Sansom death spiral
"Updated: Ray Sansom stepping down as Florida House speaker".
"Florida House Speaker Ray Sansom, who has been attacked for taking a job a state college after getting it extra millions in funding, said Friday he's temporarily leaving the post to focus on his legal issues." "Fla. Speaker Sansom temporarily quits post". See also "Sansom out as House speaker", "Embattled Florida House Speaker Steps Down", "Florida House Speaker Ray Sansom quits post under pressure", "Sansom out" and "Amid criminal probe, Florida House speaker quits -- for now".
More: "Read the announcement from Rep. Ray Sansom (.pdf)", "Hangar was key for developer's jet business", "Gaetz: Sansom 'apologized for any pain'", "Sansom: I will be cleared", "Gaetz: Sorry for 'Boy Scout' Sansom" and "Fla. House Speaker Ray Sansom steps aside".
"ACORN calls Florida Chamber leader's comments "silly partisan fabrications"".
Depends on what you mean by "top-tier"
"Maybe Mel Martinez's Senate seat is radioactive. How else do you explain why so many top-tier candidates — Jeb Bush, Alex Sink, Bill McCollum — are taking a pass on the extraordinary opportunity of an open U.S. Senate seat?" "Uncertain times, wild card Crist keep Senate seat cold".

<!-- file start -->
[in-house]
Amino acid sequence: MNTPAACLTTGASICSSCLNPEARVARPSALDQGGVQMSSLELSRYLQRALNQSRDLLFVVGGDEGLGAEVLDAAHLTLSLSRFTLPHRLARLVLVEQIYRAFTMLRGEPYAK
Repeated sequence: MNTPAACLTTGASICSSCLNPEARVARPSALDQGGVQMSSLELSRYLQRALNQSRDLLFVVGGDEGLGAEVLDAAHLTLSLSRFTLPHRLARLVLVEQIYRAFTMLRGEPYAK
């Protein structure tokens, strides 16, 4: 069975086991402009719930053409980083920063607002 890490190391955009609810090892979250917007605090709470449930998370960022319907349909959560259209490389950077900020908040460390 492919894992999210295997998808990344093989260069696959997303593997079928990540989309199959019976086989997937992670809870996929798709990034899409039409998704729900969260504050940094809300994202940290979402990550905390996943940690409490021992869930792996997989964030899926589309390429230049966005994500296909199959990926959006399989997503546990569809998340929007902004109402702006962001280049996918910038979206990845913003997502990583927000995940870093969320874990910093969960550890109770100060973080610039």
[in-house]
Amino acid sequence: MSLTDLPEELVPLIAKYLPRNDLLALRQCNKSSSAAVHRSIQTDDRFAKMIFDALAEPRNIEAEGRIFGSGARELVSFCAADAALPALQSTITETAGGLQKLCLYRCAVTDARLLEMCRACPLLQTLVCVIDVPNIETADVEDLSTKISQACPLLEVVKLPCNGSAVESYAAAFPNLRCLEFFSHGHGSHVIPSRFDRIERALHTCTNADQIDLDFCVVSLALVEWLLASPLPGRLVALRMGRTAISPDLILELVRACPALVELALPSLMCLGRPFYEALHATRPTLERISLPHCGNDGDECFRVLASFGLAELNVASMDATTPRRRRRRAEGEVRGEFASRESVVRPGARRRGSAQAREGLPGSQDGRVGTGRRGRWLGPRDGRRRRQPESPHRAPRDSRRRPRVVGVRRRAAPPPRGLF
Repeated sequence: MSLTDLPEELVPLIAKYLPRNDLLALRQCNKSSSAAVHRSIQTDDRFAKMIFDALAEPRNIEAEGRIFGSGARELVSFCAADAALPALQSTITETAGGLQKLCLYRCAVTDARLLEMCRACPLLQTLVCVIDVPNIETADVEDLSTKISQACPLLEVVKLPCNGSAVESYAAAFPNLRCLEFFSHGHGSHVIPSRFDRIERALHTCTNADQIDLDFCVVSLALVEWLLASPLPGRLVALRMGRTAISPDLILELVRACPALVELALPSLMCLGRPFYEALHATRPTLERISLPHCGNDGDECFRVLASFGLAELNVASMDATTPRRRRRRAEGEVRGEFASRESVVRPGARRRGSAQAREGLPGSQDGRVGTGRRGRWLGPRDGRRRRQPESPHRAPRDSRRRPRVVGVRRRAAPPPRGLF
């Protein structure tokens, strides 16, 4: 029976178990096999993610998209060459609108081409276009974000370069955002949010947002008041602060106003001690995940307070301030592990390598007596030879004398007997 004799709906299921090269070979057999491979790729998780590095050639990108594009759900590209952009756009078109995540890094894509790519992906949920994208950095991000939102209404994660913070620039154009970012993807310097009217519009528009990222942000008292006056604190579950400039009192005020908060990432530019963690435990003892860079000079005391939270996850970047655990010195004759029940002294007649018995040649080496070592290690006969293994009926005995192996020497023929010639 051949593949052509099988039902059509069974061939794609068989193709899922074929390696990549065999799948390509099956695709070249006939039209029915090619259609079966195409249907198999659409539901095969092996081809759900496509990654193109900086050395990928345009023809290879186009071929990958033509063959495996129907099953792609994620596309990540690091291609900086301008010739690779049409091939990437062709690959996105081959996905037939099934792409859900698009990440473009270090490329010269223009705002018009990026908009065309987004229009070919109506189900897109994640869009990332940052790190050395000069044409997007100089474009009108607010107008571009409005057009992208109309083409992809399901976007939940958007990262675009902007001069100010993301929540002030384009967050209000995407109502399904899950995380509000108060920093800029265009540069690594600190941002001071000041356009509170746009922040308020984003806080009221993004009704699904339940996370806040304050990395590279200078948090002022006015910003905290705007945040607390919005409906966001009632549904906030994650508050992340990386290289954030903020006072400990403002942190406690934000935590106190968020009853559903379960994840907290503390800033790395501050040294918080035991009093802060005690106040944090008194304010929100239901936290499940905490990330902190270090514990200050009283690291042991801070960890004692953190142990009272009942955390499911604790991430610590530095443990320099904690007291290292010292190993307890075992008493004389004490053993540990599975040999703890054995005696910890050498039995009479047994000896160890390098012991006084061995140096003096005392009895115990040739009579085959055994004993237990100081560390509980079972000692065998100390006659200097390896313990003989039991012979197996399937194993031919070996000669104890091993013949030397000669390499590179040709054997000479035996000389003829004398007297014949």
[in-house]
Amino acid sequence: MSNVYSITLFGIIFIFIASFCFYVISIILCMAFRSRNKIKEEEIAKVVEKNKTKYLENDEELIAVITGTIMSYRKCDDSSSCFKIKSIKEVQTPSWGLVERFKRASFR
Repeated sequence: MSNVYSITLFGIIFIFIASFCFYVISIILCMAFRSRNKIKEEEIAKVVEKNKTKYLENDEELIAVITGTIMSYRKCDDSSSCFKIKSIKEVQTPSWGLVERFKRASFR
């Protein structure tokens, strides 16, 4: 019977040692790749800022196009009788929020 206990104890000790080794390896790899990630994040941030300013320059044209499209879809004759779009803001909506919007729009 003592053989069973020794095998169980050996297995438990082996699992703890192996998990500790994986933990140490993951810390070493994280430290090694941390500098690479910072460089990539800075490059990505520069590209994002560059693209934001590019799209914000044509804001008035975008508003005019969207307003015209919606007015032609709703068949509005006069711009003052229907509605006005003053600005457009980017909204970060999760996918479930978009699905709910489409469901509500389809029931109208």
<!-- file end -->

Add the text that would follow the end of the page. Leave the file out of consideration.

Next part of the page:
Jebbie's privatization flop
"A Medicaid privatization program former Gov. Jeb Bush touted as a national model for improving care while limiting state costs is foundering, with nearly a quarter of the participating doctors leaving over payments and the inability to treat patients as they see fit." "AP: 25 percent of doctors leave FL Medicaid pilot".
The "Obama effect"
Political blogger Chris Cillizza of the Washington Post also sees an ''Obama effect.'' He recently included Kendrick Meek, the black Miami-Dade congressman who boldly entered Florida's Senate race, in a list of younger politicians with if-he-can-do-it-why-can't-I ambitions.The wingnuts ain't happy about the Obama thing:
Obama's presidency changes everything. And nothing. Walking down to the National Mall before the inauguration, I passed a black man in ratty clothes, pressed up against a doorway. He was urinating on the sidewalk.
In Florida, the latest report by the Council on the Social Status of Black Men and Boys found that the unemployment rate among black men was twice the rate for their white counterparts and that black males were twice as likely to drop out of high school.